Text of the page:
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Police killing of Kaoss Price 'drastic', friend says

A family friend of Kaoss Price, the young man shot dead by police on Saturday night in Taranaki, says there was no justification for shooting him because he was unarmed.

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The 22-year-old was shot dead on State Highway 3 after a run in with officers.

It was only late yesterday afternoon that the police revealed Price didn't have a gun, but was trying to hijack vehicles from people after ramming a police car with his car.

A family friend, Stacey O'Carroll, said this was not a strong enough justification to shoot and ultimately kill him.

"Why such a drastic measure? He's only a kid. Being unarmed ... holy hell man, that's just wrong. You shouldn't be able to shoot someone who's unarmed. That is crazy man. I can't believe it," O'Carroll said.

The statement on the incident, from Assistant Commissioner Sandra Venables, said officers were talking to a person they had pulled over on the main highway when Kaoss Price drove past without his headlights on. He turned around, and driving at speed narrowly missed the stationary police car.

He turned around again and came back, this time ramming into the police vehicle at speed.

Police say he then got out of the car and attempted to commandeer a number of vehicles from members of the public who had stopped.

He was shot while trying to get into one of these cars, the statement said.

He did not have a firearm, nor was one found at the scene after the fact.

The police's "use of force principles", which RNZ has seen, include: "there is no justification for firing at a suspect when they are no longer a threat to life".

Police 'use of force' principles - ex-OIA
Police "use of force principles". Photo: Supplied / Police

In situations where firing a shot is justified, police say officers must fear or believe on reasonable grounds that the offender poses a threat of "death or grievous bodily harm", and where they cannot reasonably protect themselves, arrest the offender or prevent the escape of the offender in a less violent manner.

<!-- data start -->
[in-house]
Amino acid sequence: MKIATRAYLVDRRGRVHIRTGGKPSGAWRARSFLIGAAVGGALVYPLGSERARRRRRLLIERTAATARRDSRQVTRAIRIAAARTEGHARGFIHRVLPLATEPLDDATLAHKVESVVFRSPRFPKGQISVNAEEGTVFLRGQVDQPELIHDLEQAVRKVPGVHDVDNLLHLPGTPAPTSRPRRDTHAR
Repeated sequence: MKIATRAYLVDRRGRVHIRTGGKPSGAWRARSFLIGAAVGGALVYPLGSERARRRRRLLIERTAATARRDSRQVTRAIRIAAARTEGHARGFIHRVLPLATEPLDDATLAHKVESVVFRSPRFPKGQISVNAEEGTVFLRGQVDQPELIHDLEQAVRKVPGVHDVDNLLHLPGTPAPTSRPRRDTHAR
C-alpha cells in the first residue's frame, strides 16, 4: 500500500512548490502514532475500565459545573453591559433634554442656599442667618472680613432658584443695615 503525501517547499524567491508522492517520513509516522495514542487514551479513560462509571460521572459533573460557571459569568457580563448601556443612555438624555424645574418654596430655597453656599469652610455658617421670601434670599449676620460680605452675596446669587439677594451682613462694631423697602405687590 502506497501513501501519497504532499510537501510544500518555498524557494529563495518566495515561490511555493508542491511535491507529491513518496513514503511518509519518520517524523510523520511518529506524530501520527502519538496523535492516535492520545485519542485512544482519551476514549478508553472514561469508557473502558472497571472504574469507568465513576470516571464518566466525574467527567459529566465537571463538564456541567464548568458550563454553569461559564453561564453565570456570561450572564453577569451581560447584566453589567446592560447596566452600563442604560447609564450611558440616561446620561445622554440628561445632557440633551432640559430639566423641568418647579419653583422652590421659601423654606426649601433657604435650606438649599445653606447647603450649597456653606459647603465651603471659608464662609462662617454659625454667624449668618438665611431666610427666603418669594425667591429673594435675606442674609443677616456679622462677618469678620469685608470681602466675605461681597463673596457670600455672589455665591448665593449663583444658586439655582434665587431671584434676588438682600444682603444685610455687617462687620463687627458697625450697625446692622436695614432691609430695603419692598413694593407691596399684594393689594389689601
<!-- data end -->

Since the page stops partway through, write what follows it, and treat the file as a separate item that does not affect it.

These are under sections 39, 40 and 48 of the Crimes Act 1961.

Police 'use of force' principles - ex-OIA
Police "use of force principles" Photo: Supplied / Police
Police 'use of force' principles - ex-OIA
Police "use of force principles" Photo: Supplied / Police

Stacey O'Carroll thought the description of events showed there were other, non-lethal options the officers could have tried.

"Why not go after the guy and try apprehend him, or taser him, or wrestle him to the ground or something?"

Debbie Ngarewa-Packer, Te Paati Māori co-leader, is a whānau friend of Kaoss Price's whānau and has been in regular contact with them since.

She said the communication from police has been a "staged performance" and they've been extremely slow in releasing critical information like the fact the young man was unarmed.

She too thinks they had other options.

"No it doesn't seemed justified. But we don't know all the facts because it's taking them so long, and they're drip feeding the public.

"They're certainly drip feeding the whānau because the whānau have been asking questions from day one. I would have hoped, if anything, that they deserve the respect to know exactly what happened to their son, their grandson, their brother."

Ngarewa-Packer said it seemed Price was already injured when police shot him. She said witnesses she and Price's whānau had spoken to said there was a gunshot heard before Price was seen running away injured, and he was shot after this, raising the possibility he was shot on two separate occasions. The police statement does not say how many rounds were fired at Price nor how many hit him.

Ngarewa-Packer thought if police were wearing body cameras it would give a clear picture of what has happened.

"Absolutely, police should wear body cameras for their protection and for the public transparency, and the use of dogs. Particularly in our community, because there's just one too many incidents."

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Te Paati Māori co-leader Debbie Ngarewa-Packer. Photo: RNZ / Samuel Rillstone

Lawyer and justice advocate Julia Whaipooti said she is acting as a liaison for the family.

"Really to manage the communication and the processes that are happening now with the investigation, and for the whānau at this moment in time who are grieving the loss of their loved one. I'll be meeting with the whanau over the next few days," Whaipooti said.

Stacey O'Carroll was worried about what this shooting might do to the relationship between the community and police.

"There's a lotta youngsters out there today that know this boy and to hear that he's been shot unarmed... you want to have respect for the cops, but how can you have respect for cops when they're doing something like this?"

The police declined to be interviewed. They said they are talking to a significant number of witnesses and have examined 15 vehicles and a trailer.

Three senior officers have come from outside Taranaki to lead the investigation.

Police would like to speak to anyone with information or footage that may help their investigation.

Information can be provided to Police by emailing: [email protected]